England did so well against the might of Montenegro, the unbeaten group leaders.
Nil-nil was excellent. Having a hundred times the population, being a hundred places higher in the world rankings, are terrible disadvantages these days. Then there's playing at home: I was up cheering every time England got a throw-in.
The only disappointment was that the Montenegrin captain, Mirko Vucinic, didn't play. He was the one who, in the previous game, tore his shorts off after scoring, shoved them on his head and stood there in his undies - and, alas, caught a chill. I was longing for him to play, just to see if he would repeat his celebration.
For goal celebrations tell us a lot about the progress of the game, and of society generally. Pre-war, when you scored, the captain shook your hand, then you walked quietly, modestly back to the centre spot, head bowed.
Postwar, group celebrations crept in, with the whole team rushing to congratulate the scorer, often totally submerging him, sometimes covering him with kisses - a rather sissy habit that we tut-tutted about at first, blaming it on effeminate foreigners, until we got used to it. Just as we are now used to big, beefy English blokes hugging each other in the street when they meet, even when they're not drunk.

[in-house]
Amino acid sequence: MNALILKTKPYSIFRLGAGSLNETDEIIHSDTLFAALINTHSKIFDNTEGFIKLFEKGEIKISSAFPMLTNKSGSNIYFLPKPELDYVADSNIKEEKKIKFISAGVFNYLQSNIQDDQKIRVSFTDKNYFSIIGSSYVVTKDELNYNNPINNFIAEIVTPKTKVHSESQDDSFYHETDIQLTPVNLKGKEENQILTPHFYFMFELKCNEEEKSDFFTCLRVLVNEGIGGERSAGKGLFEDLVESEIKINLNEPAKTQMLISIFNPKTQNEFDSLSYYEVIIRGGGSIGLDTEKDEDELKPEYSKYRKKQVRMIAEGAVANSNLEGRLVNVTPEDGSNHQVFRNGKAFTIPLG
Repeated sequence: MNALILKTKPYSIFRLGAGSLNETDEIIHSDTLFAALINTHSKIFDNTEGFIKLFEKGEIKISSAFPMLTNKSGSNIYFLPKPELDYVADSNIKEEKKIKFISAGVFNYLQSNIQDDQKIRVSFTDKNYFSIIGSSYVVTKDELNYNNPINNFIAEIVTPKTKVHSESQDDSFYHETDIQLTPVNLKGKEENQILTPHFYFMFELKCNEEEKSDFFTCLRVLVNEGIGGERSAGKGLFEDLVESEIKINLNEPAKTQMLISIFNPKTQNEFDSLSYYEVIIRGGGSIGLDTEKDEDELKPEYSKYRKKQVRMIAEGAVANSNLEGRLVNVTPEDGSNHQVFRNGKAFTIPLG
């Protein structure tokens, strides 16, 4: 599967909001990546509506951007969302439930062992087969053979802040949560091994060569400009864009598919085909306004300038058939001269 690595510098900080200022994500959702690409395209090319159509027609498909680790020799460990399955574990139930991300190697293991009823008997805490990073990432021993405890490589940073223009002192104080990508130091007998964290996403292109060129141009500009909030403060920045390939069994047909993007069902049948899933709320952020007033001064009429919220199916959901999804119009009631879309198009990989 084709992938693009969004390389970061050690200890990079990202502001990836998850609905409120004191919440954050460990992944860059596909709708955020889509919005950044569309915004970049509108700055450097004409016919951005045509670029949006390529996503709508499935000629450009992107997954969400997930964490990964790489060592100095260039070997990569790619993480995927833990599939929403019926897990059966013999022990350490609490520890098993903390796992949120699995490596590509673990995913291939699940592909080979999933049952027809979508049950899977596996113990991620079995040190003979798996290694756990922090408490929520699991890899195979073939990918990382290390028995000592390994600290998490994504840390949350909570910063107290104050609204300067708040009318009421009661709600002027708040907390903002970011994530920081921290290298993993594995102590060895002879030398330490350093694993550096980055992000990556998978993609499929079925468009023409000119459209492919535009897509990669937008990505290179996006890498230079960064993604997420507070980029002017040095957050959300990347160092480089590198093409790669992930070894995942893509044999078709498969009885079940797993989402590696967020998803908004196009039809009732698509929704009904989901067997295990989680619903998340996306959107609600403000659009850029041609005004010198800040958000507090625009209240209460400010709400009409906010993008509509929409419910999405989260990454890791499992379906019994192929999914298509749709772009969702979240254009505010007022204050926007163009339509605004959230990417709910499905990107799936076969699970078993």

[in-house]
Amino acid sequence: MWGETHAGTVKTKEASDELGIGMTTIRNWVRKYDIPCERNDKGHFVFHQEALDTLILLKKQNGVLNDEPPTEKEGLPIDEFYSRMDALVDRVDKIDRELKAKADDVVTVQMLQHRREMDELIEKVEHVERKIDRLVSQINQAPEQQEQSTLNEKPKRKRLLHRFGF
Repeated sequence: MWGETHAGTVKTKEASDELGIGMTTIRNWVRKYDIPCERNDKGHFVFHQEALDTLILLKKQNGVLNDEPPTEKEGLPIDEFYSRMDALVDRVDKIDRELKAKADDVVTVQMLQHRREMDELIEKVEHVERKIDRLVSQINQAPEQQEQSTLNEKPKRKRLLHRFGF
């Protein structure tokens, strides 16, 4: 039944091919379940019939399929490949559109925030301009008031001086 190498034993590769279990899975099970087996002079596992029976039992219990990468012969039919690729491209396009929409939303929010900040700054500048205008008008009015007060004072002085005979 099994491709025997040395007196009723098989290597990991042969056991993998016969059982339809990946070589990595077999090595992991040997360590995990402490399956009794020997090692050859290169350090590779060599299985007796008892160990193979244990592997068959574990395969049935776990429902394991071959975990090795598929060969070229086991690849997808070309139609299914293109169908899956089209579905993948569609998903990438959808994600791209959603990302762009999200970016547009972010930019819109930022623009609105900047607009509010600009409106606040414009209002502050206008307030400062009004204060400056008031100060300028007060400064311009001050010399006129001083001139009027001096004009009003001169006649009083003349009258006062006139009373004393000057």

Along the way, there were some unusual displays: handstands from Robbie Keane, prearranged routines with silly dance steps and, now and again, personal statements like pulling up your shirt to reveal that you love Jesus or support the miners, but these were rare. Mostly, celebrations have been a group thing, an effusion of joy, signifying that we are all in this together.
In the past two years, I have noticed a change. At the Emirates on Saturday, the moment Chamakh scored for Arsenal, he ran away from all
his team-mates. I thought at first he was going to the Arsenal fans to milk the applause, but in fact he ran, probably without realising it, towards the Birmingham crowd. His first instinct had been to cut himself off and draw attention to himself personally, awaiting the arrival of his own team. This is becoming the most common form of celebration, often allied with pointing to your own name on the back of your shirt.
Sometimes they also kiss the badge, but we know that is bollocks. When foreigners do it, we rightly mock, because we know they're just passing through. But even home-grown players kiss it cynically, for they, too, feel no loyalty to their current club any more. And why should they? Clubs won't be loyal to them.
So what does it all mean? That the modern player is totally self-obsessed. That the whole point of celebrating a goal is self-adulation. They think they are wonderful, because from the age of eight they've been told so. Once into a top Prem team, they are in a world of constant adulation, becoming more powerful even than their coach or manager. It's football's version of the Me, Me, Me generation.